WebTV, purchased in 1997 for $425 million, brings the Internet to the television, giving subscribers the ability to send and receive emails, partake in interactive TV offerings and surf a limited range of Web sites.
The service is expected to compete with AOL Time Warner’s own interactive counterpart, AOL TV.
The move to bring WebTV and MSN together took a long time to develop, in the eyes of many industry experts. Because Microsoft’s Internet service provider arm is not fully integrated, many users can use their current ISP to connect to WebTV’s service.
A Microsoft spokesperson said the move was really more of a human resource shift than anything else, and will not result in any job losses. UltimateTV, headed by WebTV Networks president Bruce Leak, will remain as a separate unit in Mountain View, CA.
“It’s just the service that’s being moved over to Redmond,” the spokesperson said. “Users will still be able to connect to WebTV with their ISP for the time being. I expect that will change down the road.”
Interactive TV is not the runaway hit that many predicted last year. Touted as an alternative to buying an expensive PC, company officials expected sales to surge.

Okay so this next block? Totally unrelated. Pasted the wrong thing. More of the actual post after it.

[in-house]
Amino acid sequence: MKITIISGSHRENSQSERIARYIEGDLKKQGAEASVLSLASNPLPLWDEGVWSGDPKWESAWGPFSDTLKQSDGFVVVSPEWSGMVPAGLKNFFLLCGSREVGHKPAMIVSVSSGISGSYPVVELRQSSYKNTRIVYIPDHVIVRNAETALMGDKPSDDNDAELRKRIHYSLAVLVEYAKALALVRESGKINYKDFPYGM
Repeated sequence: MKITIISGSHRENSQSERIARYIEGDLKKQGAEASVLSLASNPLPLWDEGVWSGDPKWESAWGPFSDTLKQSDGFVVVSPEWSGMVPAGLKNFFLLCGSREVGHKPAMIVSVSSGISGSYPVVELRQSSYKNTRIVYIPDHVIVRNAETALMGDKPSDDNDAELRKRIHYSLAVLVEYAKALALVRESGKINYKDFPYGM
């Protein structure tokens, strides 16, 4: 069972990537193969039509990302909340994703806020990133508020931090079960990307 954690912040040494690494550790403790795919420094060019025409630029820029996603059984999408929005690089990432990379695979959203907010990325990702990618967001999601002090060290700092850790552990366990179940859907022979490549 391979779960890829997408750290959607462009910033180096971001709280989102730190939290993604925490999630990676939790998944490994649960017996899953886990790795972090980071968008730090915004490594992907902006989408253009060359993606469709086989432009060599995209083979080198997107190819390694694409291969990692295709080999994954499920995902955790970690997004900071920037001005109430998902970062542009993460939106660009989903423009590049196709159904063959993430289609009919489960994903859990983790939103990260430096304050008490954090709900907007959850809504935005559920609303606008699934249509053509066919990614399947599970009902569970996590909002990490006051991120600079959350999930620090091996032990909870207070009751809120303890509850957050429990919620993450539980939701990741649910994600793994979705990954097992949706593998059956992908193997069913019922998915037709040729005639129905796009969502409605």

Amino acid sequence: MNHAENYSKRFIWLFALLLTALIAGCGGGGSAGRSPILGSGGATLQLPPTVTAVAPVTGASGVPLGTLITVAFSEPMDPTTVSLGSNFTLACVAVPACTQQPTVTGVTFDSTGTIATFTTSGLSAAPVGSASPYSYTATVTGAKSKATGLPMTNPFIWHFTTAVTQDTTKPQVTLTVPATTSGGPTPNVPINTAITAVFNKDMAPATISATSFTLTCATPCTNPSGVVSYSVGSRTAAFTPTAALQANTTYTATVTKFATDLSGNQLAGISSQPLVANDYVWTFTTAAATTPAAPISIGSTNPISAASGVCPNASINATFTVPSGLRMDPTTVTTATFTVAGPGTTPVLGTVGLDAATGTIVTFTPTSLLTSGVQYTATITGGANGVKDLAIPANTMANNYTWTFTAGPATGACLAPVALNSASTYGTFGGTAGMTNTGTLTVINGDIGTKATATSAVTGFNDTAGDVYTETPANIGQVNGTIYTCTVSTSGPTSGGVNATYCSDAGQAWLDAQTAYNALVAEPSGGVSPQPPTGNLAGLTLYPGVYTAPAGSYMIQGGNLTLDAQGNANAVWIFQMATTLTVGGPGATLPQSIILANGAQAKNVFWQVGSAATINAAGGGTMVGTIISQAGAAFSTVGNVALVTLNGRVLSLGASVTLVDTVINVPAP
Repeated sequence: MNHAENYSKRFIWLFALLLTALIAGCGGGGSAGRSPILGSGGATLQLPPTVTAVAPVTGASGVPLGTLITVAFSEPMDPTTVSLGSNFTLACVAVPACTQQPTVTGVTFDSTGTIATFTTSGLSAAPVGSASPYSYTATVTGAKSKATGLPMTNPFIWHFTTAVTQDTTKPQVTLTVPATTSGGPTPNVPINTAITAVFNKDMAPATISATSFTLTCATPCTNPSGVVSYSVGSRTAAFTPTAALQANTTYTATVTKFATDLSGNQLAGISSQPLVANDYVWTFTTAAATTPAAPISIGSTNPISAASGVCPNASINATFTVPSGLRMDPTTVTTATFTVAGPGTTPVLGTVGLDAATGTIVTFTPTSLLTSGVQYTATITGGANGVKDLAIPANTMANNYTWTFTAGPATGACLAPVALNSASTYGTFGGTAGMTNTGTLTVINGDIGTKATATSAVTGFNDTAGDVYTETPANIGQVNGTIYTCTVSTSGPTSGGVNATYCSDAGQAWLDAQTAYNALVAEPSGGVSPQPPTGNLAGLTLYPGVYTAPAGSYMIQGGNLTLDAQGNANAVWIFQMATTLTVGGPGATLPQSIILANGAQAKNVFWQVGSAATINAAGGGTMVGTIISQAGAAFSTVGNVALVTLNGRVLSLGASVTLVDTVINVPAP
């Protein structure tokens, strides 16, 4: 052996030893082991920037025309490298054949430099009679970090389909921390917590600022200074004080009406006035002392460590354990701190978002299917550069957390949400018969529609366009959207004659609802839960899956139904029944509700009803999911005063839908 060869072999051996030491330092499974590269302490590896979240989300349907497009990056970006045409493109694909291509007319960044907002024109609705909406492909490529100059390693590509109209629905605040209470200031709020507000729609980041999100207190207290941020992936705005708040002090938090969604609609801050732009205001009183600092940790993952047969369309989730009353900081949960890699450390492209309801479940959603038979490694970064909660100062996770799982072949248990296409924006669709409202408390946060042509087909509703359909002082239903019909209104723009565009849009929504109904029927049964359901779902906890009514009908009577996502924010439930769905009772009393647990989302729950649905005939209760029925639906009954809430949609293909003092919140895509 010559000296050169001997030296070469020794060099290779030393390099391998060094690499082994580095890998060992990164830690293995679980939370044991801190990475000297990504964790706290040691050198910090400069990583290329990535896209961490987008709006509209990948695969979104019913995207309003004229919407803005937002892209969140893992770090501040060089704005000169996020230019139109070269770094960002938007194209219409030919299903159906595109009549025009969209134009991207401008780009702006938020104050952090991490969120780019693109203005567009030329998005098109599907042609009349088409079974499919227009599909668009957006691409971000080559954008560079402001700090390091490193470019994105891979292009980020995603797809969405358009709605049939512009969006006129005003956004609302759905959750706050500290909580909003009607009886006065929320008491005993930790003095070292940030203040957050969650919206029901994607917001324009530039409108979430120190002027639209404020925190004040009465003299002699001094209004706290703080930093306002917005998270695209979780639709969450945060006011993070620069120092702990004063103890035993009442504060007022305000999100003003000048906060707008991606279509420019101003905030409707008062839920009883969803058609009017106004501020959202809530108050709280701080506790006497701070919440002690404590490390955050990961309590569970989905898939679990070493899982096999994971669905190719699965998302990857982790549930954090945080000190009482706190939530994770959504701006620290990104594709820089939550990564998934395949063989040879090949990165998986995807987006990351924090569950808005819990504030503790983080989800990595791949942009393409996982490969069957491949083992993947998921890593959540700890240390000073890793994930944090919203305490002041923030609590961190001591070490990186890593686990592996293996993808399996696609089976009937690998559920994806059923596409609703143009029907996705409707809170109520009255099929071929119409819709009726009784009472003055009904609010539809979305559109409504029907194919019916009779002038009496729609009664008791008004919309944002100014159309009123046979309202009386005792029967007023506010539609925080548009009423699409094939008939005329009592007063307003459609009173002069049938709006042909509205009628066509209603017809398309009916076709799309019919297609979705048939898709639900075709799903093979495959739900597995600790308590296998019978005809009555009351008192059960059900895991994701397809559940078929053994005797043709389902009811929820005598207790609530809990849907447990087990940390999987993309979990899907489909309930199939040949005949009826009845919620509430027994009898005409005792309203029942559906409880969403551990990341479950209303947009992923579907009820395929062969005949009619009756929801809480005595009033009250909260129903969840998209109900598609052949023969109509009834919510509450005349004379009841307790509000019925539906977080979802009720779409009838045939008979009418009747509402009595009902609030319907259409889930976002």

Despite a big push in advertising, however, Microsoft has only about one million WebTV subscribers. Reception to AOL TV has reportedly been as lukewarm.
Why the underwhelming response?
The service would have been much warmer even two years ago, before companies started selling low-end PCs for as little as $199.
WebTV, on the other hand, costs $199 for the receiver and $49 for the optional keyboard. The Internet service runs up to $24.95 a month. Internet browsing is also limited, since TV-enabled Internet service does not support Java applications, used by many Web sites for online gaming and chat room services.